William Shakespeare

William
Shakespeare
1564
1616

English Playwright, Poet, Most widely known Writer in English Literature

Author Quotes

Since the torch is out, lie down and stray no further.

SIR TOBY BELCH: Pourquoi, my dear knight? SIR ANDREW AGUECHEEK: What is "pourquoi?" Do, or not do? I would I had bestowed that time in the tongues that I have in fencing, dancing, and bear-baiting. O had I but followed the arts!

Sir, you and I must part, but that's not it; Sir, you and I have loved, but there's not it.

Slander's mark was ever yet the fair; the ornament of beauty is suspect, a crow that flies in heaven's sweetest air, so thou be good, slander doth but approve thy worth the greater.

Small things make base men proud.

So doth the greater glory dim the less: a substitute shines brightly as a king until a king be by.

So in every case. Tomorrow, tomorrow, tomorrow, - and the days are crawling, and that's really the book of life as we read the last syllable, and see what all of yesterday just lit the way to the grave dust. Dotlevay, candle! Life - is but a shadow, comedian, Poyasnichavshy half an hour on the scene and immediately forgotten, and this story, retold Which fool: There's a lot of words and passion, not just make sense.

So on the tip of his subduing tongue all kinds of arguments and question deep, all replication prompt and reason strong, for his advantage still did wake and sleep. To make the weeper laugh, the laugher weep, he had the dialect and different skill, catching all passions in his craft of will; . . .

So sweet was ne'er so fatal. I must weep. But they are creul tears. This sorrow's heavenly; it strikes where it doth love.

So will I turn her virtue into pitch, and out of her own goodness make the net that shall enmesh them all.

Some are born great, some achieve greatness, and some have greatness thrust upon 'em. Twelfth Night, or, What You Will (Malvalio at II, v)

Some rise by sin, and some by virtue fall: Some run from breaks of ice, and answer none, And some condemned for a fault alone. Measure for Measure (Escalus at II, i)

Sometimes we see a cloud that's dragonish, a vapor sometimes like a bear or lion, a towered citadel, a pendant rock, a forked mountain, or blue promontory with trees upon 't that nod unto the world and mock our eyes with air. Thou hast seen these signs; they are black vesper's pageants. Antony and Cleopatra, Act iv, Scene 14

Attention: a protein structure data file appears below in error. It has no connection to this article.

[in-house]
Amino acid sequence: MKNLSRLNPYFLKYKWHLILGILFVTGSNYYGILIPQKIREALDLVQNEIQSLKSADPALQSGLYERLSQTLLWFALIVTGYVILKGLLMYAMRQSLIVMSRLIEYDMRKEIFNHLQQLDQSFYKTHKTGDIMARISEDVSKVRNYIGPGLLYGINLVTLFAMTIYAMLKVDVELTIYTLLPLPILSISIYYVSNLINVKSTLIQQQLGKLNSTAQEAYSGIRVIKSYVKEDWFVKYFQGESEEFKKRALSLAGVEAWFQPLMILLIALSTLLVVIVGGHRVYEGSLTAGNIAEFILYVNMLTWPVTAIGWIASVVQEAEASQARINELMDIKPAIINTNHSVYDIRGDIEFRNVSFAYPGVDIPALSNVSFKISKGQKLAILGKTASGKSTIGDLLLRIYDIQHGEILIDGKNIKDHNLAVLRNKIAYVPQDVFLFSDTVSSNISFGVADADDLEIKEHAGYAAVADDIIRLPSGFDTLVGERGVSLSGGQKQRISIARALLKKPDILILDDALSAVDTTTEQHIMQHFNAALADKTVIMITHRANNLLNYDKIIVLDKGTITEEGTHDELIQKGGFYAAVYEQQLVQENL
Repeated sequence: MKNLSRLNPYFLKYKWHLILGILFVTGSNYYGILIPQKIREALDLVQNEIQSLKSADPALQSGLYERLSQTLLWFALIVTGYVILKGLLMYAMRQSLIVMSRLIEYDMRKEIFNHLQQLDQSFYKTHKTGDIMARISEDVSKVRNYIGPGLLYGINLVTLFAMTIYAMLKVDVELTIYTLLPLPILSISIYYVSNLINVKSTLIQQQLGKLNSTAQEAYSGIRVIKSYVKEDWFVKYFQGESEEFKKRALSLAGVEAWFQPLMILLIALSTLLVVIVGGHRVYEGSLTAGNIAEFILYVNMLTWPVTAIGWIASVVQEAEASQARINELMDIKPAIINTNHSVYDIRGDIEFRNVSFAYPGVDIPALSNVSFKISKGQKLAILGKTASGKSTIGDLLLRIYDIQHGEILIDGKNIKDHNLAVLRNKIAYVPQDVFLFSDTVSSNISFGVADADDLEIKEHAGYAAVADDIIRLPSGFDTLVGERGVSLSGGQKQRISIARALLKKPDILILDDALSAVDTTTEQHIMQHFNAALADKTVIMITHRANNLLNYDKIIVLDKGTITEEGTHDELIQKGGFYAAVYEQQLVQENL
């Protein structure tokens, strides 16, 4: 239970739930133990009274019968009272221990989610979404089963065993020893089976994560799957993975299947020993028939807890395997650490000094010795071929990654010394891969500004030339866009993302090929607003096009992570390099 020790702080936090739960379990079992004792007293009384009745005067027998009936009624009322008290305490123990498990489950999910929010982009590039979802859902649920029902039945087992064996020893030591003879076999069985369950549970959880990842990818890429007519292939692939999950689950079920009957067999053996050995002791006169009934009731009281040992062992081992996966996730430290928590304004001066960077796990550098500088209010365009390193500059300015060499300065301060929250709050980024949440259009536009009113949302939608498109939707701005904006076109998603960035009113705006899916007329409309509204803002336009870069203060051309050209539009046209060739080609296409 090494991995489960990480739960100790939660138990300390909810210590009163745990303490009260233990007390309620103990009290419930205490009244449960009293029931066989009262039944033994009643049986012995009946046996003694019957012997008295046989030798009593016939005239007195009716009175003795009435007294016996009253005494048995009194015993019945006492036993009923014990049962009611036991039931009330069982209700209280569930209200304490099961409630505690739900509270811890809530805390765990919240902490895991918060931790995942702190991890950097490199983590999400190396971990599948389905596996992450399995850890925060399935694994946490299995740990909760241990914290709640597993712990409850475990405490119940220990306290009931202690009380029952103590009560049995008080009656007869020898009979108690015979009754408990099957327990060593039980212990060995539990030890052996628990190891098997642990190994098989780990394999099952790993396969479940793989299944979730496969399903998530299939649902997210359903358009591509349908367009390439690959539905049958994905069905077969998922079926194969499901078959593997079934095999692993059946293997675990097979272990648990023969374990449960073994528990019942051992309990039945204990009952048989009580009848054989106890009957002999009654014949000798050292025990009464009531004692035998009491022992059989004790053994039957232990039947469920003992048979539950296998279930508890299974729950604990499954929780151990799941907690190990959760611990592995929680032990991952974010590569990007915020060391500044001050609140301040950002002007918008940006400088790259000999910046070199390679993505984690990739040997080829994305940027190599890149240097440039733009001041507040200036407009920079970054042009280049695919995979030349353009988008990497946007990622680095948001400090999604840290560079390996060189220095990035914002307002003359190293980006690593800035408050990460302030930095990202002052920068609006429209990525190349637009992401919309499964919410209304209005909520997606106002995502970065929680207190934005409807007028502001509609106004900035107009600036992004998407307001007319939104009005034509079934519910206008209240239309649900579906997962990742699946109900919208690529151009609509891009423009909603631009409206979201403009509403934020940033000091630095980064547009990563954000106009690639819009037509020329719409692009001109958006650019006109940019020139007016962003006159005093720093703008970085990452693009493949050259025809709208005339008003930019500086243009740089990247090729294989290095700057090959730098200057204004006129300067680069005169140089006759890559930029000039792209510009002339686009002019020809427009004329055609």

Speak but one rhyme, and I am satisfied; cry but—"Ay me!" pronounce but "love" and "dove."

Speaks three or four languages word for word without a book.

She's gone. I am abused, and my relief must be to loathe her.

Show me the steep and thorny way.

Sin, that amends, is but patched with virtue.

Since what I am to say must be but that which contradicts my accusation, and the testimony on my part no other but what comes from myself, it shall scarce boot me to say, "not guilty." mine integrity, being counted falsehood, shall, as I express it, be so received. But thus: if powers divine behold our human actions, as they do, I doubt not then but innocence shall make false accusation blush and tyranny tremble at patience. You, my lord, best know, who least will seem to do so, my past life hath been as continent, as chaste, as true, as I am now unhappy; which is more than history can pattern, though devised and played to take spectators. For behold me-- a fellow of the royal bed, which owe a moiety of the throne, a great king's daughter, the mother to a hopeful prince -- here standing to prate and talk for life and honor 'fore who please to come and hear. For life, I prize it as I weigh grief, which I would spare. For honor, 'tis a derivative from me to mine, and only that I stand for. I appeal to your own conscience, sir, before Polixenes came to your court, how I was in your grace, how merited to be so; since he came, With what encounter so uncurrent I Have strained t' appear thus; if one jot beyond the bound of honor, or in act or will that way inclining, hardened be the hearts of all that hear me, and my near'st of kin cry fie upon my grave!

SIR TOBY: Art any more than a steward? Dost thou think, because thou art virtuous, there shall be no more cakes and ale? FESTE: Yes, by Saint Anne; and ginger shall be hot i' the mouth too. Scene iii

Sir, you are very welcome to our house. It must appear in other ways than words; therefore I scant this breathing courtesy.

Slanders, sir, for the satirical rogue says here that old men have grey beards, that their faces are wrinkled, their eyes purging think amber and plum-tree gum, and that they have a plentiful lack of wit, together with most weak hams.

Small to greater matters must give way.

So doth the swan her downy cygnets save, keeping them prisoner underneath her wings.

So in the world: 'tis furnished well with men, and men are flesh and blood, and apprehensive; yet in the number i do know but one that unassailable holds on his rank, unshaked of motion; and that i am he.

Author Picture
First Name
William
Last Name
Shakespeare
Birth Date
1564
Death Date
1616
Bio

English Playwright, Poet, Most widely known Writer in English Literature